It’s also important to take different learning styles into account. The VARK learning model examines individual learning preferences, and suggests that the majority of learners tend to lean towards particular modalities: visual, aural, reading/writing and kinaesthetic. In light of the diversity of preferences across a learner audience, the use of a diverse range of communication methods, activities and resources will improve learning outcomes.
Insights gained from models such as the Learning Pyramid and VARK, highlight that, subject to cost considerations, every opportunity to promote engagement and interaction should be pursued in order to maximise learning outcomes.
Figure 3. The Learning Pyramid
Effective student-centred learning must include appropriate evaluation components, enabling students to assess their learning growth as a result of undertaking the course, and to assist course owners to identify opportunities to improve.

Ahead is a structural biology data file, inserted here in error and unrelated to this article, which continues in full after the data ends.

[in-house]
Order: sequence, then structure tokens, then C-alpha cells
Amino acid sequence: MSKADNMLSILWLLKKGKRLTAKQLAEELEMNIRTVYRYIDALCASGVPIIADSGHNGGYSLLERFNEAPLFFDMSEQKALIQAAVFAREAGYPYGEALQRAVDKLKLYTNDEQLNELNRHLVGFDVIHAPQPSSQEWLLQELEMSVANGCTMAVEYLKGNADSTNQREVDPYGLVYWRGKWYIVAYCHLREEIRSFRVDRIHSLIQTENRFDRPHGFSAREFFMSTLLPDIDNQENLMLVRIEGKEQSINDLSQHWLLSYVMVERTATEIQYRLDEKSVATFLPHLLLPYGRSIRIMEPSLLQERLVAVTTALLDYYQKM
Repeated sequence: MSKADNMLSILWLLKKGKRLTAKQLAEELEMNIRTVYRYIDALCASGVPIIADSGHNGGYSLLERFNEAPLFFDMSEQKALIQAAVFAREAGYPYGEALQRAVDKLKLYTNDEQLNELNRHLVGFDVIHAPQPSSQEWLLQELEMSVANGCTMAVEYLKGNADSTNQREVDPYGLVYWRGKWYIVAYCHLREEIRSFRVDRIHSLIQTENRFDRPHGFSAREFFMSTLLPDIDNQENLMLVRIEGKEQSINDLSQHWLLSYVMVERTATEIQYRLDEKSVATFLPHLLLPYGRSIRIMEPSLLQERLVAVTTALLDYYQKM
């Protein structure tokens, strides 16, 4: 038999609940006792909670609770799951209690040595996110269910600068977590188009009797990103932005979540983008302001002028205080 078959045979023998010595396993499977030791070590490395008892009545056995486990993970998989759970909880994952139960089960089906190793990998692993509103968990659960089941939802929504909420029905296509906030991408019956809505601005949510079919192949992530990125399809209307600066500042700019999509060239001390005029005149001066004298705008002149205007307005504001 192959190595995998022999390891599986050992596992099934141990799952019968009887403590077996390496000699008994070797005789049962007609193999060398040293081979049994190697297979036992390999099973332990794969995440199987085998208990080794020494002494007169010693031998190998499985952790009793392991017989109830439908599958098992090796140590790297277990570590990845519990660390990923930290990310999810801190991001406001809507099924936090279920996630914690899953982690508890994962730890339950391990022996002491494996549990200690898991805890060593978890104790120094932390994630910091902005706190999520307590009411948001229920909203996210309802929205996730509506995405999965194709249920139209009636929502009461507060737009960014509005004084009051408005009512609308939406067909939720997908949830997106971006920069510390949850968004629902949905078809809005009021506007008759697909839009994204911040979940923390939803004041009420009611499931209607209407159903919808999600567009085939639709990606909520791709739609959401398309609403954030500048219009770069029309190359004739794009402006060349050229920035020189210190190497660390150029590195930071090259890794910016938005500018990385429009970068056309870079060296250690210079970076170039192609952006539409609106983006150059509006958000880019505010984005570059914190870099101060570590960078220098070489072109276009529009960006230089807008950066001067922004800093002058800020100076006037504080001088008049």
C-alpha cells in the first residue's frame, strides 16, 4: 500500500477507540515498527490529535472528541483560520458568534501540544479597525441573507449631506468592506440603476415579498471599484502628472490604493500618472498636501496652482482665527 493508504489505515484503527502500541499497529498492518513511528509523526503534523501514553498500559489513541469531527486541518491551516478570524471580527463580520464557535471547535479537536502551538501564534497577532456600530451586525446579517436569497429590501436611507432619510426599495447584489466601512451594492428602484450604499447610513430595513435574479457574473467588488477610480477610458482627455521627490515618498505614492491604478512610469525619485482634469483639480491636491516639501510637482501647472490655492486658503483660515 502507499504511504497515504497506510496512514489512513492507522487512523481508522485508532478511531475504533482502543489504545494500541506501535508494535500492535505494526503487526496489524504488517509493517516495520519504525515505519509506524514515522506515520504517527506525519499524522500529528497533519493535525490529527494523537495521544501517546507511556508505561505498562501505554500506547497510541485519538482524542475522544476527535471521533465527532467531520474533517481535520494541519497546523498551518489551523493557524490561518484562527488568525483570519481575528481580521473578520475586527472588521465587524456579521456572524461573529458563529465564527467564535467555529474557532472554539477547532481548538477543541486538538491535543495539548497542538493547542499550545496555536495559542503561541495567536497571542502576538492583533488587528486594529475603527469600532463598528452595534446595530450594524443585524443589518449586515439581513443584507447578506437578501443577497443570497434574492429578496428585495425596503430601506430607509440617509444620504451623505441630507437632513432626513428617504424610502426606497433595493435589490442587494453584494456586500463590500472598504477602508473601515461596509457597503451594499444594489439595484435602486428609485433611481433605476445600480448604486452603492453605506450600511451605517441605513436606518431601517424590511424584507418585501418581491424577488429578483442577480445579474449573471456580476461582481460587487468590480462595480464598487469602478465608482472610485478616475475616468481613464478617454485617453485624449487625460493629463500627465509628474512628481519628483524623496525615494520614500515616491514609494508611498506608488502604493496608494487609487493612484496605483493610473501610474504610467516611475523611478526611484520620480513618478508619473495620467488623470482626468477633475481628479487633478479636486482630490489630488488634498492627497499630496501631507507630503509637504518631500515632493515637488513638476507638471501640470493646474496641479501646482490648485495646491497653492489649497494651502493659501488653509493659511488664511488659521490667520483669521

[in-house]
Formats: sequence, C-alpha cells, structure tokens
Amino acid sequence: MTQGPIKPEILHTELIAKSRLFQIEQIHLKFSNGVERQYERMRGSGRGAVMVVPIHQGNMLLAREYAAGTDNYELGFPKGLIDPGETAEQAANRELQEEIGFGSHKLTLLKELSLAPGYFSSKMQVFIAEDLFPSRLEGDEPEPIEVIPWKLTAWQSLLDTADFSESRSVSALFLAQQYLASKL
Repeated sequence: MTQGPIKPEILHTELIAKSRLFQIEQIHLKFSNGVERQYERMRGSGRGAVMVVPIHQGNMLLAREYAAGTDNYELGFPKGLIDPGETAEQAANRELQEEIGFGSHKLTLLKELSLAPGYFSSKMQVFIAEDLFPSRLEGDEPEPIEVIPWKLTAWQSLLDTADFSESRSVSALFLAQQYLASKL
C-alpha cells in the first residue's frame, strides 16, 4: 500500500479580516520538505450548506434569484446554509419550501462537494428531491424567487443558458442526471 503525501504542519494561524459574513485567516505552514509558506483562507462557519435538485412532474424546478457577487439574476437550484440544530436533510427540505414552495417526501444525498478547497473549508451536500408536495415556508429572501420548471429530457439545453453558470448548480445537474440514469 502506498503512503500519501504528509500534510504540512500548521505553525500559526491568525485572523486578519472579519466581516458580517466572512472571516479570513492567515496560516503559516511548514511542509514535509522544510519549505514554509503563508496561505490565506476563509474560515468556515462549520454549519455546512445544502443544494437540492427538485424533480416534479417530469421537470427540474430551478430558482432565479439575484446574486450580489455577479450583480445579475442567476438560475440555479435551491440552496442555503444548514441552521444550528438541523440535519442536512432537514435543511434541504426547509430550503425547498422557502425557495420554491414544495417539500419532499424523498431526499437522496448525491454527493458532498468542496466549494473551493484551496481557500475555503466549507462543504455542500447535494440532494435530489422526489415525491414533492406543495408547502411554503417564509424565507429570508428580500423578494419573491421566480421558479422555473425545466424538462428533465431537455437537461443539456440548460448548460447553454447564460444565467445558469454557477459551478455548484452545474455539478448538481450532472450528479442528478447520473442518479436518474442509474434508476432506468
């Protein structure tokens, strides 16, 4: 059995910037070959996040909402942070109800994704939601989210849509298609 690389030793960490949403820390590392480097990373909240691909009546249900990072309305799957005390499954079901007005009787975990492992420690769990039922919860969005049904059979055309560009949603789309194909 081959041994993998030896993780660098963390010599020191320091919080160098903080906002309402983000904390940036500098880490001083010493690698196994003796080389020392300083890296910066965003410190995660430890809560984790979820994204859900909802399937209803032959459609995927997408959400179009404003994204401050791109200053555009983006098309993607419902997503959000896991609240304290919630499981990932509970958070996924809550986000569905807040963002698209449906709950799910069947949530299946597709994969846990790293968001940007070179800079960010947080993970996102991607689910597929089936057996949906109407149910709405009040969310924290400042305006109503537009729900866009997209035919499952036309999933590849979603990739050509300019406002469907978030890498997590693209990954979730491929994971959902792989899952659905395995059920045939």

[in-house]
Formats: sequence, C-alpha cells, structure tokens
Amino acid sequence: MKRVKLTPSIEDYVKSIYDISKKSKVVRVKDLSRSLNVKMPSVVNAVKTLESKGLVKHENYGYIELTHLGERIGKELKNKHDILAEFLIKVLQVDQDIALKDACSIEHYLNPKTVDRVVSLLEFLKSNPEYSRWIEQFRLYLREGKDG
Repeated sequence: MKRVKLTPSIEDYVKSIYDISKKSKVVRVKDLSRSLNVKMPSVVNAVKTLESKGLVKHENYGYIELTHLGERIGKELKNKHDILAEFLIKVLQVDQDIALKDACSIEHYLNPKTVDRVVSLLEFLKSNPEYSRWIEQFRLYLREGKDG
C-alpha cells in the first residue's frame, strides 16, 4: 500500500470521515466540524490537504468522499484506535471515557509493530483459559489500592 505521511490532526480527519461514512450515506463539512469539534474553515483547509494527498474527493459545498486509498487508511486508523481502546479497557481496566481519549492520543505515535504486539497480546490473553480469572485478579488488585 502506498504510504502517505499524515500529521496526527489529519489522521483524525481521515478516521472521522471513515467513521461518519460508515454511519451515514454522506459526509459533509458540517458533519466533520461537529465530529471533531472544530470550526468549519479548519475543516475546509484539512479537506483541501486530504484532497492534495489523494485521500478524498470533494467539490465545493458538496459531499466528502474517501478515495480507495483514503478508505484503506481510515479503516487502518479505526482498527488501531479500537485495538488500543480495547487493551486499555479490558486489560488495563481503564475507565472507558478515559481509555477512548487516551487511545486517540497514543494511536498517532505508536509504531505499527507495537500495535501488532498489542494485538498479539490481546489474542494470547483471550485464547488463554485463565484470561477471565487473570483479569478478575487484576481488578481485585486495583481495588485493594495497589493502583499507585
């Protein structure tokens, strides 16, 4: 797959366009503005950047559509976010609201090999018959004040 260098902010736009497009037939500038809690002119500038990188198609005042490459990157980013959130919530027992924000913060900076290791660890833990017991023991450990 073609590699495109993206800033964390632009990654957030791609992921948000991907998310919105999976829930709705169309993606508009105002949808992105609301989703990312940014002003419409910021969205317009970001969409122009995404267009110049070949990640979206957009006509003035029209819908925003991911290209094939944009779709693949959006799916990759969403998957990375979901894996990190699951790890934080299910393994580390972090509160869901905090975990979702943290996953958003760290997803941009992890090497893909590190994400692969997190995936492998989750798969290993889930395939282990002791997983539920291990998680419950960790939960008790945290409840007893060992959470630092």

Remember that when we measure the success of a course we assess ‘the extent to which the learning objective is met.’ Any form of evaluation, either by the student or course provider, must take into account key outcomes.
eLearning presents a diverse range of assessment tools to deliver evaluations in an engaging and informative way.
Evaluation methods in an eLearning context might include:
Now it’s time for the learning messages, resources, activities and evaluation elements (collectively referred to as ‘Learning Content’) to be organised into a flow or sequence using storyboarding.
Storyboarding is a powerful process and offers two vitally important benefits to the process: